But, I sang it, and as is almost always the (genuine) feedback, the class and the instructor said that I have such emotion and presentation and stage-presence. So, maybe my voice is not Judy today, but I showed up with my whole heart & body anyway. And sometimes that’s enough. I’ve heard the “stage-presence” thing often enough to maybe stop dismissing it. My teacher actually said That’s something you cannot learn. So, that felt good. And next it’ll be time for me to leap again and show up for another audition, or rather, email back to some casting calls.

I had an interesting moment this week. I was offered a temp gig over my winter break from school at the awful, Office Space-esque company I worked for before. I’d hemmed and hawed on it, trying to see if I could stay with the interior design firm instead, but they couldn’t guarantee that they would need me in January, or for how long. So, I accepted the job.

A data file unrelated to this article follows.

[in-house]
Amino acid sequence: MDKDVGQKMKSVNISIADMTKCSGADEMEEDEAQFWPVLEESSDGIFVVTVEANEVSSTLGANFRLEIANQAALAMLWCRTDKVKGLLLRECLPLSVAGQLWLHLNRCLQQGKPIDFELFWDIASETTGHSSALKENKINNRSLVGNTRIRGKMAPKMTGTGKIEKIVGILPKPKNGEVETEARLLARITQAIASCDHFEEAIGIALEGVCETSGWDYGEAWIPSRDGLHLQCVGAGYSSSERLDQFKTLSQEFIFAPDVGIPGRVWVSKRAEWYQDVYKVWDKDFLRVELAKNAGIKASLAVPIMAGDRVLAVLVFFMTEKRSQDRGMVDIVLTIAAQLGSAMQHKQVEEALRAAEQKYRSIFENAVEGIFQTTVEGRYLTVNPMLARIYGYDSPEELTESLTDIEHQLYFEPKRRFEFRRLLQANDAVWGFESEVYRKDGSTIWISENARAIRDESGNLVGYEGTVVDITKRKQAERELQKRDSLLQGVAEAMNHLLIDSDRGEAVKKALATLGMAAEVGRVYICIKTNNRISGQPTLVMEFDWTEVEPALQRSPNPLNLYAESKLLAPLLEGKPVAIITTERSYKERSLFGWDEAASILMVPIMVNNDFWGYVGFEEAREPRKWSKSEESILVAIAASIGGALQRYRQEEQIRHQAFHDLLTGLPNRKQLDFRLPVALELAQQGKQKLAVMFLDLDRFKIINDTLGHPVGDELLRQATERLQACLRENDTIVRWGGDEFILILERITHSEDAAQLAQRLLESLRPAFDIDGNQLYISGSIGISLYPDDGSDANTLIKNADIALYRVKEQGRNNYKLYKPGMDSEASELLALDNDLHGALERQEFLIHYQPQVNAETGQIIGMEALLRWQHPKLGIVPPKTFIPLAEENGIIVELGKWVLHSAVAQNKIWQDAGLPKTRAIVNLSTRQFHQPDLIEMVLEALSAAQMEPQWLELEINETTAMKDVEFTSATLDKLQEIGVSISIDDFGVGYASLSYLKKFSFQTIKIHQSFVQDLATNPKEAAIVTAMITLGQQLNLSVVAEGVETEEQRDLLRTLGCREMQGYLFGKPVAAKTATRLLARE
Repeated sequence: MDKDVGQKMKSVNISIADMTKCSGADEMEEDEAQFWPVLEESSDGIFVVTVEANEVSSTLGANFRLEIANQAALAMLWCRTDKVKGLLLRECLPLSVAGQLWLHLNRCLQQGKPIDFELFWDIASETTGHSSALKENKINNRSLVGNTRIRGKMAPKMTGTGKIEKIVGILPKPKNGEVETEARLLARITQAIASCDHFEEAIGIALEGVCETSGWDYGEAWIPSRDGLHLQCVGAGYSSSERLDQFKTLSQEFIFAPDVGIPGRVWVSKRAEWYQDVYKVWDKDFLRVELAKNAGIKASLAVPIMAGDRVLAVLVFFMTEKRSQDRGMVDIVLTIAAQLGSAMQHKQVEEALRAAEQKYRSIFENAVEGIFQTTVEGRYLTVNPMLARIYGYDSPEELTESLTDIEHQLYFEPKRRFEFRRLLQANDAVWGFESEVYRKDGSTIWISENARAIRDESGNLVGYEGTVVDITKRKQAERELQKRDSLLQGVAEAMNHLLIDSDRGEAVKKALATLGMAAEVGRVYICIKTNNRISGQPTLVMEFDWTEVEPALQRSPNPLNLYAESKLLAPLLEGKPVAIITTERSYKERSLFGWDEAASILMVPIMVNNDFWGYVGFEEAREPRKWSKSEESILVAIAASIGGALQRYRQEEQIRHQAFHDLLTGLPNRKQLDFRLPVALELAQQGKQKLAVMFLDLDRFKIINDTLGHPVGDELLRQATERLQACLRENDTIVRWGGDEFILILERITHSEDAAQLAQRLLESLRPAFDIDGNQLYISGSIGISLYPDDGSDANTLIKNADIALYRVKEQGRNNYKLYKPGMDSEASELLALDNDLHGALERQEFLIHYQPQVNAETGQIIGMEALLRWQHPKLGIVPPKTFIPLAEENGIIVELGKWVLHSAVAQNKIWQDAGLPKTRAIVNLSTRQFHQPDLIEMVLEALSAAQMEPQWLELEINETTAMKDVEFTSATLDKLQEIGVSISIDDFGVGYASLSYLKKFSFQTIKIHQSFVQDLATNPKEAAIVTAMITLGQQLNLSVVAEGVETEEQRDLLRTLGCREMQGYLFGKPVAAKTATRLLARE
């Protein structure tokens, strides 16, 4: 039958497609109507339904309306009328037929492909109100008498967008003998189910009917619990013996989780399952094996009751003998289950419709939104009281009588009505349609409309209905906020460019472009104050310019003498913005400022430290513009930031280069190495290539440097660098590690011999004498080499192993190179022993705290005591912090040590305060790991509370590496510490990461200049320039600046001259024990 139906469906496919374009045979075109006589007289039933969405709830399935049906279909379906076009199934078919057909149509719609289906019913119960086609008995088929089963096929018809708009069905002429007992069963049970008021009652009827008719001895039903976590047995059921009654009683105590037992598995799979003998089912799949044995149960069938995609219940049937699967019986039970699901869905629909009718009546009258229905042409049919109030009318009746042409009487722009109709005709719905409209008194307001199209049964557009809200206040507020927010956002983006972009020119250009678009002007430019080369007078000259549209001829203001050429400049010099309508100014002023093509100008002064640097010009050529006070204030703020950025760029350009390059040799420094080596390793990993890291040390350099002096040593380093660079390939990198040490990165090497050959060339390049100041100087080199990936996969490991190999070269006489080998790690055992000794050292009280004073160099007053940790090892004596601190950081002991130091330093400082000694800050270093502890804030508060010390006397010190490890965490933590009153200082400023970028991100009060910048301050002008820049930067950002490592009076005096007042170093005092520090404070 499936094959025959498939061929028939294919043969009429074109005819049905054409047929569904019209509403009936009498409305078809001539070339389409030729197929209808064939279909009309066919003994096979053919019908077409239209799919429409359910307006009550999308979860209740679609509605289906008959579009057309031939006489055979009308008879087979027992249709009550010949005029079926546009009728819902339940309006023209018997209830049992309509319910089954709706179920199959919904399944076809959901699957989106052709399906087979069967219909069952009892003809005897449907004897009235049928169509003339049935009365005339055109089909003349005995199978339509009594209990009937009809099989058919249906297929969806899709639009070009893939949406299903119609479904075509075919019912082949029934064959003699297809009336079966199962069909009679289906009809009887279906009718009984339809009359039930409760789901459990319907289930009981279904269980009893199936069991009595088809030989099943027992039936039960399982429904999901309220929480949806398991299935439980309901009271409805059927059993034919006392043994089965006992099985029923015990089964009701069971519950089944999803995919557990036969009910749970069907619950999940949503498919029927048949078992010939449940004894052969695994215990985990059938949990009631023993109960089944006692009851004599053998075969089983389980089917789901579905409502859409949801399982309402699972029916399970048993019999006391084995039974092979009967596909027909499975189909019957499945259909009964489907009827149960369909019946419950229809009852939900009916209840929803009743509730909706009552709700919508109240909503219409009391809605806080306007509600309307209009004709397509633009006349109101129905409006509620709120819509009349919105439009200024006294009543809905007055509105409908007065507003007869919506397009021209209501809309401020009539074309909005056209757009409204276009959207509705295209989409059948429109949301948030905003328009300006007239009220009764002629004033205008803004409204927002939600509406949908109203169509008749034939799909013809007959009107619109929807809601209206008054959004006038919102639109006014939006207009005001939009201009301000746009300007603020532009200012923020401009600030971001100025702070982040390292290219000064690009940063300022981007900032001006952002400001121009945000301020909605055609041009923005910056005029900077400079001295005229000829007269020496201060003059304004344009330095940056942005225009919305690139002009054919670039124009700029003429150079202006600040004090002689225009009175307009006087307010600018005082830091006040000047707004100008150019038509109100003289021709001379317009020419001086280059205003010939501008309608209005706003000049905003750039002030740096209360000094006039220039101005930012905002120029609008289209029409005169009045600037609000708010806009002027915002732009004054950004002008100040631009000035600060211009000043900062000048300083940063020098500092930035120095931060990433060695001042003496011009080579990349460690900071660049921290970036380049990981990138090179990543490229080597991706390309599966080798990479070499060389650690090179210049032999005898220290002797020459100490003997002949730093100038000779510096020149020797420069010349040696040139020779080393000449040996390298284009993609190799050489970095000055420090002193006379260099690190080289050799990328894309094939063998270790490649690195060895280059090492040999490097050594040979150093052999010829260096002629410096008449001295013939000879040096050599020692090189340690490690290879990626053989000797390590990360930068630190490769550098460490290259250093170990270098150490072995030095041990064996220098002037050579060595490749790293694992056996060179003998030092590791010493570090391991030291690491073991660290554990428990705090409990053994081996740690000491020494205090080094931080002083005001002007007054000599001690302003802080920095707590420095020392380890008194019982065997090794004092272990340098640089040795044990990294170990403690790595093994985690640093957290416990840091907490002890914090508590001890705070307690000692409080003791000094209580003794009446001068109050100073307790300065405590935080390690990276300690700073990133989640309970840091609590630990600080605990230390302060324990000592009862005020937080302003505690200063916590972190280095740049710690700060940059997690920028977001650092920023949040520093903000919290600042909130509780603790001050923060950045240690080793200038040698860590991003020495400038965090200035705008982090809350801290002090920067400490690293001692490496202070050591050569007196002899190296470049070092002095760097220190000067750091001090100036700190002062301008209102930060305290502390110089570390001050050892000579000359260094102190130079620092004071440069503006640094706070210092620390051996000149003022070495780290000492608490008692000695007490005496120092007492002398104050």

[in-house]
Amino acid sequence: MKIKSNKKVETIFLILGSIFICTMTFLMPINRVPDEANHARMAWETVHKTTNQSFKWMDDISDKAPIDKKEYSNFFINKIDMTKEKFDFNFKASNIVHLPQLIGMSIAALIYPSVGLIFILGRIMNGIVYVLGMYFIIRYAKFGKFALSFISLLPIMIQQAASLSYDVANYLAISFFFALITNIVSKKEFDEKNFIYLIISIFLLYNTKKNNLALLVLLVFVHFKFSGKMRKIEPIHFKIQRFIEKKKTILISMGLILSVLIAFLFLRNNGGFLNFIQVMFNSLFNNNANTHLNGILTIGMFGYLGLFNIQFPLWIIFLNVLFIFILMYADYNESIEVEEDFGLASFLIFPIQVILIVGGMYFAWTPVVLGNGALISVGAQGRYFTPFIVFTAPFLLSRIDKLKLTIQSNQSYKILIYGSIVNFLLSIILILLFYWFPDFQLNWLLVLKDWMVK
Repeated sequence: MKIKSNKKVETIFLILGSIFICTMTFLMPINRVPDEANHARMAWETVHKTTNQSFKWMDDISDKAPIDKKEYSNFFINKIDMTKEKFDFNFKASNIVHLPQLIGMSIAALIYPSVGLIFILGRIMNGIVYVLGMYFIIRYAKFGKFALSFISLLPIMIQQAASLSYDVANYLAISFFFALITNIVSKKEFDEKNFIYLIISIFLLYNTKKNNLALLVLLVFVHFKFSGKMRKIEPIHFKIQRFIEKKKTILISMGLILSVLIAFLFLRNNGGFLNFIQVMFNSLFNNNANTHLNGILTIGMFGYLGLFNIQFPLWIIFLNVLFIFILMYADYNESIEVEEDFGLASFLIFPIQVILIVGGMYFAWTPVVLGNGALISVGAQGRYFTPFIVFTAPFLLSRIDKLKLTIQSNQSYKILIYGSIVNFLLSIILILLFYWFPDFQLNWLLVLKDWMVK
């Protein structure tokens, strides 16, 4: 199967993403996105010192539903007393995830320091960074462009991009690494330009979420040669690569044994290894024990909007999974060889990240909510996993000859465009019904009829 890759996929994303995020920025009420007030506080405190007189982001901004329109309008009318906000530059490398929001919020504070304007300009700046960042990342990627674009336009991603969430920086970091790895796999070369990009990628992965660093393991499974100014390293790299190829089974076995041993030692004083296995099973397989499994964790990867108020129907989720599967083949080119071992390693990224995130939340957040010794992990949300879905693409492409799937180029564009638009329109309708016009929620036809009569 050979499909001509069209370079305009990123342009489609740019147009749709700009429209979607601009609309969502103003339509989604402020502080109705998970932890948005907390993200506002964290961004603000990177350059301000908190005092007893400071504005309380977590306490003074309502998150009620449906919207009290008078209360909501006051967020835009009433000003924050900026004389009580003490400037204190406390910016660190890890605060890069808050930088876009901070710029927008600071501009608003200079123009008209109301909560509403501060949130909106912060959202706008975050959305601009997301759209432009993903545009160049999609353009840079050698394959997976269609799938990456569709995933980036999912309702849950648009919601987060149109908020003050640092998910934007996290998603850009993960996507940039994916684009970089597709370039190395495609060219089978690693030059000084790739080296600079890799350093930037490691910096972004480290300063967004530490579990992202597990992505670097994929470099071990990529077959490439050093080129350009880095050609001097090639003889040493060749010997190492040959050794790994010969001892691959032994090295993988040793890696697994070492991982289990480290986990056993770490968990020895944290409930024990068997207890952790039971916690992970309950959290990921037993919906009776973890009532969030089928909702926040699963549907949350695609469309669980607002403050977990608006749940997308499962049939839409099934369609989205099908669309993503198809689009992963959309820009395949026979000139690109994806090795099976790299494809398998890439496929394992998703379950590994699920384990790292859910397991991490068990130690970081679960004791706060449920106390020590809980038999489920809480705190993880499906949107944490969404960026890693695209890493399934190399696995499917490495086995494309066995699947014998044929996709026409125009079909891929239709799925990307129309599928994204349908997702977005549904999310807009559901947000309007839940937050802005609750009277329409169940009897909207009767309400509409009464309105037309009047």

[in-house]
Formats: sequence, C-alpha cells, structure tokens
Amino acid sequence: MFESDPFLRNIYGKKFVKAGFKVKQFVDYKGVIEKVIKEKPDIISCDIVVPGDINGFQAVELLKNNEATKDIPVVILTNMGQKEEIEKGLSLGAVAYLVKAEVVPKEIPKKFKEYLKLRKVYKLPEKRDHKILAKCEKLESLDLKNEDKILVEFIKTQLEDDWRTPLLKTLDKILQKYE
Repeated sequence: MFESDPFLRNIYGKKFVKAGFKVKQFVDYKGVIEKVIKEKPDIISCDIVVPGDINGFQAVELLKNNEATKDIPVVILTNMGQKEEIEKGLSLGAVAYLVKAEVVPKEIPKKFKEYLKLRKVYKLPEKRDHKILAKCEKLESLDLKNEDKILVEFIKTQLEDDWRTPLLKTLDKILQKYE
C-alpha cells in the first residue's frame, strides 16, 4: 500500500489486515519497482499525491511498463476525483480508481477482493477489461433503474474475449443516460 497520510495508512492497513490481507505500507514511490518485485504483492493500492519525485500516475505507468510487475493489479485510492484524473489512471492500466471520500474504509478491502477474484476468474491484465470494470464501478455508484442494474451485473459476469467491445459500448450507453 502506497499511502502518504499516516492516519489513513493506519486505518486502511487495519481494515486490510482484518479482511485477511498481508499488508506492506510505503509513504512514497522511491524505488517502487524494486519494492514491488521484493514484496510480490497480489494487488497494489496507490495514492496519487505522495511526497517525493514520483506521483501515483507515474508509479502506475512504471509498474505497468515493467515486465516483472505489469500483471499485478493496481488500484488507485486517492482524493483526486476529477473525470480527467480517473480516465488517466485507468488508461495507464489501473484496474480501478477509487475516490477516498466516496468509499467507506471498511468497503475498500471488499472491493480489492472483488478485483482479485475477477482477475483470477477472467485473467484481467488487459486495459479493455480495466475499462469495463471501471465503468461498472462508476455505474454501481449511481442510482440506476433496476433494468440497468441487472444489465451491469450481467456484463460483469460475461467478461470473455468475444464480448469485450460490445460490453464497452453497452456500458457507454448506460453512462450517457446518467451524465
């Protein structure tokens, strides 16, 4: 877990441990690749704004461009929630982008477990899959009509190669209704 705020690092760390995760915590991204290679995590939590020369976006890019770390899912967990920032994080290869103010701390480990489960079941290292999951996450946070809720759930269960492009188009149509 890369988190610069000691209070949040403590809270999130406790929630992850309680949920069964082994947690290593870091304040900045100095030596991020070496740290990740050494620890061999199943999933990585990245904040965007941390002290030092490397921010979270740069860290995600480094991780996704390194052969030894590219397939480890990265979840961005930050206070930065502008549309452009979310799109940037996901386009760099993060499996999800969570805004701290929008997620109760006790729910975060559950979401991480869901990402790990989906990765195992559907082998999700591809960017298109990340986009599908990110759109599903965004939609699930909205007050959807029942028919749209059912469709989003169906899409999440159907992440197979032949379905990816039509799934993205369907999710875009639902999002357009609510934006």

Then, on Wednesday, I’m being driven home from class by a school-mate and she’s telling me how she’ll be using the break to really begin thinking about jobs after graduation (in MAY!), and I tell her, well, I’m going to be working full-time in the city, and I’m not going to have one day of holiday the entire break, and I’m actually looking forward to when classes will begin again (in over a month!), because then I can finally breathe again.

Anybody else sense a *warning* in the above? Any tinge of resentment against the job I haven’t even started yet? A large bout of self-pity for not having any time off at all? An intense feeling of overwhelm? Well, yeah, I finally got that too. And on Thursday, the next morning, I met with a girlfriend at lunch to talk about NOT working AT ALL over my winter break from school.

It hadn’t even occurred to me that I would be able to afford not working over winter break. But, it did in my morning pages on Thursday morning, What if I don’t work over break? Can I?